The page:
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Conservation of the Critically Endangered Jamaican Iguana, Cyclura collei
Peter Vogel and Byron Wilson
Jamaican Iguana Conservation and Recovery Program
Funding for this ongoing field program will provide annual operating costs for the recovery efforts including protection of nest sites, monitoring of nesting females, collection of hatchlings for headstarting, and continued surveys and monitoring of the Hellshire Hills. These funds were held over from 2002.
Conservation of the Jamaican iguana
$15,000 + $6,500
A $15,000 IIF grant was awarded to Peter Vogel and the Jamaican Iguana Conservation and Research Group for yearly operating expenses for the ongoing field research and recovery program. Previously in 2002 the IIF had awarded $6,500 to Byron Wilson of the Jamaican Iguana Conservation and Research Group to continue his ongoing assessment, now in its 5th year, of the mongoose removal program in the Hellshire Hills.
Core Support for the Jamaican Iguana (Cyclura collei) Recovery Program
Production of the Jamaican iguana Species Recovery Plan Document
Jamaica Iguana Recovery Program
Provides funding to continue this long-running field program and ensures that the primary field biologist, Rick Van Veen, remains on salary and working in Hellshire. Rick’s ongoing conservation activities include predator control, protection of nesting sites, research on ecology and habitat requirements of the iguana, monitoring released iguanas, (16 in 2005) and radio-tracking hatchling iguanas.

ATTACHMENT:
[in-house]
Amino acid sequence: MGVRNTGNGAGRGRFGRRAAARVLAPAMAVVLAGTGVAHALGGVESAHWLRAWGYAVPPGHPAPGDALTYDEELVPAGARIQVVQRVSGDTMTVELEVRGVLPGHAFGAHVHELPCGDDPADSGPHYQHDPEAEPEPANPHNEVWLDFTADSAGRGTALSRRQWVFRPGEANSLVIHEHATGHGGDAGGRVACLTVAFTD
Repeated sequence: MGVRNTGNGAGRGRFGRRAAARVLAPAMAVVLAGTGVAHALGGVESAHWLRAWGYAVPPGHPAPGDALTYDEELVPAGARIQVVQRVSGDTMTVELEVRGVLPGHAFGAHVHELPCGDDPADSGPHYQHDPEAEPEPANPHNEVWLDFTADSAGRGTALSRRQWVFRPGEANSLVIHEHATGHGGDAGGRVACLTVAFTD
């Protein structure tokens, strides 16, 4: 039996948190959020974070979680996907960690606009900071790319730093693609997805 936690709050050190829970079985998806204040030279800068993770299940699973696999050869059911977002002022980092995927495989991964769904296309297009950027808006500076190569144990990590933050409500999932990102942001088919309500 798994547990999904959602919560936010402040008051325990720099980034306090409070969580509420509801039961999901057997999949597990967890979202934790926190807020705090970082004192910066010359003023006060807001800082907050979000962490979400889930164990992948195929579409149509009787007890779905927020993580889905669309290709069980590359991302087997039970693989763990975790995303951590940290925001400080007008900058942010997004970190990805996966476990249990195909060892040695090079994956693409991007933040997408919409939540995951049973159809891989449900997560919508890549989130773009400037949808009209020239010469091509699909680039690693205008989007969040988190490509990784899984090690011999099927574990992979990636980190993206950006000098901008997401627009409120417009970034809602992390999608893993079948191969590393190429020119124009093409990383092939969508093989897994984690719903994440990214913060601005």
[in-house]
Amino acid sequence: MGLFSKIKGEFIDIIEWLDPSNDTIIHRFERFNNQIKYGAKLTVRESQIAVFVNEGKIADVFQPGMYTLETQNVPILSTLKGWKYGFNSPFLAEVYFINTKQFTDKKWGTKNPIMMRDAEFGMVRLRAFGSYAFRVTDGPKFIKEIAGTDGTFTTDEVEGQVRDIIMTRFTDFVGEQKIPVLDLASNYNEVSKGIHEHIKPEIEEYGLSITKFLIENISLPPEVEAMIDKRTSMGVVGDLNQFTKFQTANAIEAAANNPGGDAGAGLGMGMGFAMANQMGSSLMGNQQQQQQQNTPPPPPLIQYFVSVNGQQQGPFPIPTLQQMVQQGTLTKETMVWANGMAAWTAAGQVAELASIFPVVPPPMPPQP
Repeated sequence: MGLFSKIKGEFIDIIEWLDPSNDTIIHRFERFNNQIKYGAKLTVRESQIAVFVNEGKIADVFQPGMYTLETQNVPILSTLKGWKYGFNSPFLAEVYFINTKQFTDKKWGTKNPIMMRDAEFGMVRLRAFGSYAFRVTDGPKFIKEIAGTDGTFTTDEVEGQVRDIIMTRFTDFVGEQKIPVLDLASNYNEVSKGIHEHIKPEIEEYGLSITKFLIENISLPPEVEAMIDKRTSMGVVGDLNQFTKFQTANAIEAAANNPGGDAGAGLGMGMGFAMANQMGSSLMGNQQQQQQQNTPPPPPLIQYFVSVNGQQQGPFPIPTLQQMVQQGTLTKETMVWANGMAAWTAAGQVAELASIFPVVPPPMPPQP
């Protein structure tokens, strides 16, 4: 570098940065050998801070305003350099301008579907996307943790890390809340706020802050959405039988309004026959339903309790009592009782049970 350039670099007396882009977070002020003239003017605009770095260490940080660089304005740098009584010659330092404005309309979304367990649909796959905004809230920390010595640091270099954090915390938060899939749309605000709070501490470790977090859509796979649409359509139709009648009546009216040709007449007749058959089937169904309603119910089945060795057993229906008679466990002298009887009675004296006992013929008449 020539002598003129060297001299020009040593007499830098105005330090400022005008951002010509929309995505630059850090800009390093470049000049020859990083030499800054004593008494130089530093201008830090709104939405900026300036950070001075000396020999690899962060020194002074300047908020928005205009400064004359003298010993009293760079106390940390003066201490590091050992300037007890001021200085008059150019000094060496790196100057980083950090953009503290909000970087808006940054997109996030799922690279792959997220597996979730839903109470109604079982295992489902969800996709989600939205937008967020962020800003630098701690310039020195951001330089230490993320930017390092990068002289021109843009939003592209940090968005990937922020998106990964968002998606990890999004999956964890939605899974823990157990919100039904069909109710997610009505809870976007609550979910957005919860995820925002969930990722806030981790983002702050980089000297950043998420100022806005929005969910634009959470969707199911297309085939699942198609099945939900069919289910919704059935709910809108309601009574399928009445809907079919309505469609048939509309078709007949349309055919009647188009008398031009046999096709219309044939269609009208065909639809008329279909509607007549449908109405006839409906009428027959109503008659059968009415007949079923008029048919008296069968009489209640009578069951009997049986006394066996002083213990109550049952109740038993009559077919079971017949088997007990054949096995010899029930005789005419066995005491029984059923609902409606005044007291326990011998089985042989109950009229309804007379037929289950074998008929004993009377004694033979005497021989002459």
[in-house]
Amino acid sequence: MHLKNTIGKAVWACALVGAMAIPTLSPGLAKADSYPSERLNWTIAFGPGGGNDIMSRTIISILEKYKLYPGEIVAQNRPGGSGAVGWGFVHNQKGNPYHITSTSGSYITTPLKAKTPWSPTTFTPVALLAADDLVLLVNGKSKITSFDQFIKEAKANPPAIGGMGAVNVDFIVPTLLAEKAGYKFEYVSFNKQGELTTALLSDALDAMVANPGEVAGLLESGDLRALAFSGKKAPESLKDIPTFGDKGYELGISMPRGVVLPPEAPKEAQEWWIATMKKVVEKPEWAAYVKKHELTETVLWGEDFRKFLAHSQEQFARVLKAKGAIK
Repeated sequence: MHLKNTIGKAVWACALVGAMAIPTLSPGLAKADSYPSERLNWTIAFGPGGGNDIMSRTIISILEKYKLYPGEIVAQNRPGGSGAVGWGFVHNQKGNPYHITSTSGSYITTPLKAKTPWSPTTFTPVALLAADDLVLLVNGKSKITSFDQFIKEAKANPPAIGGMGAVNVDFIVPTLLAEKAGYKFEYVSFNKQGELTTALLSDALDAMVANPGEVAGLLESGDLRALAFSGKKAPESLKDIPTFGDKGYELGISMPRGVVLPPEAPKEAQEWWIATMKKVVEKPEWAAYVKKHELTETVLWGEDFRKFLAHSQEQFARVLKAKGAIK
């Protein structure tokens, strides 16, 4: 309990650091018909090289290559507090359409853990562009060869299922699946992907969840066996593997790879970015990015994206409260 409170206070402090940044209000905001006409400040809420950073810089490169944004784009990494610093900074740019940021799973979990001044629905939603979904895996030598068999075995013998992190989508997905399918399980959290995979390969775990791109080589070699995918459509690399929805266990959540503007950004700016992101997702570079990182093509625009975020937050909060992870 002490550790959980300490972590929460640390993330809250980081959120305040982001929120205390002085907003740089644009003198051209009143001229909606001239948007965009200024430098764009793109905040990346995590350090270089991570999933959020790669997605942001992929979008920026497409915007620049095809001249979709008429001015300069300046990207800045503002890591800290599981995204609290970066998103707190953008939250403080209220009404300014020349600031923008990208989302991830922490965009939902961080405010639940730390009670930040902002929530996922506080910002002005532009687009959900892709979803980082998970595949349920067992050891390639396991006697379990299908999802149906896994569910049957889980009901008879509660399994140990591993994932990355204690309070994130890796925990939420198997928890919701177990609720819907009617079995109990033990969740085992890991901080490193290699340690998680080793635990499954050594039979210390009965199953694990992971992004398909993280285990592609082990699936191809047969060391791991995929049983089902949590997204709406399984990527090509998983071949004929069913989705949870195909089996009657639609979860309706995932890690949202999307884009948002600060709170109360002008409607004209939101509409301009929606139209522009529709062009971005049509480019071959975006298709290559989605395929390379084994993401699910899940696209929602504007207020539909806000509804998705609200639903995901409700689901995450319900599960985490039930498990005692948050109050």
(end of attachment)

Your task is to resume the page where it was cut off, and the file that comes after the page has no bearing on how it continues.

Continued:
Increasing the Effectiveness and Output of Two Cyclura Headstart Programs Through Increased Oversight, (Cyclura collei and Cyclura pinguis)
Michael Fouraker and Kelly Bradley
The IIF has provided funding for headstart programs for the Jamaican (C. collei) and the Anegada Iguana (C. pinguis) since 2003. Headstarting hatchling iguanas provides them with protected growth time until they are large enough to avoid predation whereby they have a higher rate of survival following release. Increased oversight will address some of the lingering issues that have reduced the effectiveness of these program historically. It is the goal of this grant to increase the number of animals available for release by 30-50% by shortening their time in captivity and improving their growth rates and survival.